There are some additional things we have learned along the way that are more specific to full time RV living with kids. Our family has not only learned what living in a motorhome and traveling full time with kids is like, but we have learned so much by living the family RV lifestyle. Including working on the road.
My biggest take-away from our first year living as a full time RV family is making connections and relationships with other traveling families. Once we connected with the community, we KNEW that this was a lifestyle we wanted to continue living. Tony and I, as well as the kids, all agree on this one.
Once we attended our first rally, we decided that we wanted to sign up for as many as we could! The community that I'm talking about is great on Facebook and other social media sources. Yet, connecting IN PERSON was the turning point for us.
When you think about attending a Fulltime Families rally, think about a HUGE family camp for a week. Included are bon fires, coffee talks, seminars, car and rig washes, kids activities, potlucks, dance parties, and friend binging just to name a few.
So, if you plan to travel in an RV full time with kids in North American, make sure that you sign up for a FTF rally.
Now that it's been 1 year of full time RV living, we have learned to keep your monthly budget flexible. We no longer have 'rent' and 'electric' that's the same each month. Instead we have the ever-changing gasoline and campground fee's budget. Depending on the state we want to be in or the distance we want to travel that month, we may spend quiet a bit more than we did a previous month.
The best thing we did when we started this full time traveling life, was include our kids in the decision making process. They had input and a say as to which RV we bought and how we were going to live. This way, they were excited about most of the process.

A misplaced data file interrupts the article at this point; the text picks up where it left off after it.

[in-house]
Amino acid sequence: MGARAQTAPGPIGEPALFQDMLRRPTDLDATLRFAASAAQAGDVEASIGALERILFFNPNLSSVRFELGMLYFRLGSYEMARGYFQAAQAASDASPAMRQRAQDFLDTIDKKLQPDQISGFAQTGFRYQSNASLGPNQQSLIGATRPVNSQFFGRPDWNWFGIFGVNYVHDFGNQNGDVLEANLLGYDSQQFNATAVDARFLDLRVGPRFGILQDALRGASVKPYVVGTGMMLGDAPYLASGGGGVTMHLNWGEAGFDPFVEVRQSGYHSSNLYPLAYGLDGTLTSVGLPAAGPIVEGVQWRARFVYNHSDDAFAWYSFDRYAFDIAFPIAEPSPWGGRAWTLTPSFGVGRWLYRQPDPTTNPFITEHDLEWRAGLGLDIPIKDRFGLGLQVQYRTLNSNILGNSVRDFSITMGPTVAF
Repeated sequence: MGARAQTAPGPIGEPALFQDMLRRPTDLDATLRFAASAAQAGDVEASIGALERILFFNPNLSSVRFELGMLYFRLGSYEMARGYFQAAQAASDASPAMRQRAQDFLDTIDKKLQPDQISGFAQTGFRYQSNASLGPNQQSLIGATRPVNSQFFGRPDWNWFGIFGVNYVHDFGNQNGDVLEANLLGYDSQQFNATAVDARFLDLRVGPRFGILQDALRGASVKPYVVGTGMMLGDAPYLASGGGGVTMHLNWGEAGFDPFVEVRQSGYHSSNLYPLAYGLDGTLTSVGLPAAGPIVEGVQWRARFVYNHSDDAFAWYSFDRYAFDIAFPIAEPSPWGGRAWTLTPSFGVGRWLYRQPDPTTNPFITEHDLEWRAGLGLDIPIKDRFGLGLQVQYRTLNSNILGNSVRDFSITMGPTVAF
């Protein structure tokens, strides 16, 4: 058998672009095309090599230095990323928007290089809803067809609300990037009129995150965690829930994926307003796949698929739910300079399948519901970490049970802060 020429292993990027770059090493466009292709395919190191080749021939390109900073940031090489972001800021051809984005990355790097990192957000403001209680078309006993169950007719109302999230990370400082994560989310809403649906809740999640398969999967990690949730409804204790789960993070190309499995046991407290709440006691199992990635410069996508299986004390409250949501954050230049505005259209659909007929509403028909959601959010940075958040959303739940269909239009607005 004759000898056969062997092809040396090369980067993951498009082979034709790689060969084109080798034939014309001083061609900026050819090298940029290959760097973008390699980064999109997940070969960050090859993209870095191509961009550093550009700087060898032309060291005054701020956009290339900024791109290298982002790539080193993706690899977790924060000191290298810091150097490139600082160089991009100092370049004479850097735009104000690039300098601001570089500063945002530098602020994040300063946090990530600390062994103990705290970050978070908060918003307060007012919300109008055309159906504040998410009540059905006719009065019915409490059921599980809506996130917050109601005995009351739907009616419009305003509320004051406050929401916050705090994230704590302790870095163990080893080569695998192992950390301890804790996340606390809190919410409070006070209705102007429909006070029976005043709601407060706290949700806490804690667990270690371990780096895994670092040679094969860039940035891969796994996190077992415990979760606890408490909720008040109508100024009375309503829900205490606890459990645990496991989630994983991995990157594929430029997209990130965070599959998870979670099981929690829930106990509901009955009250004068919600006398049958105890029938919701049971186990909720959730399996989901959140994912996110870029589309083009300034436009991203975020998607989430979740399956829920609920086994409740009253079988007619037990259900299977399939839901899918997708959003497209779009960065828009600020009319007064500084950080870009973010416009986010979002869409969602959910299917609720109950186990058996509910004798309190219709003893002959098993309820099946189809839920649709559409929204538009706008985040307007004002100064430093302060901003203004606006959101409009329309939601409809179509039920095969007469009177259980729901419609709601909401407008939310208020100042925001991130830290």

Yes, yes, yes! Absolutely yes. 🙂
As we celebrate our first 1 year 'nomadiversary', I am floored with how much our family has grown and learned. Coming back to Minnesota to visit our extended family and friends, is exciting and fulfilling. We of course love to spend time with everyone back where we launched our full time RV living lifestyle, yet we are not even close to 'being done' with our traveling adventures.
So, if you want to continue to follow along on our traveling journey and learn from our experience, be sure to sign up for our newsletter.
Also, like us on Facebook and follow us on Instagram. My goal this year is to make regular posts on our social media accounts in order to help inspire other families and encourage parents to live their dreams NOW!
What other questions do YOU have about full time RV living with kids? Comment below.
Let’s Travel Family is a participant in the Amazon Services LLC Associates Program, an affiliate advertising program designed to provide a means for sites to earn advertising fees by advertising and linking to amazon.com, amazon.co.uk, amazon.ca. Amazon and the Amazon logo are trademarks of Amazon.com, Inc. or its affiliates.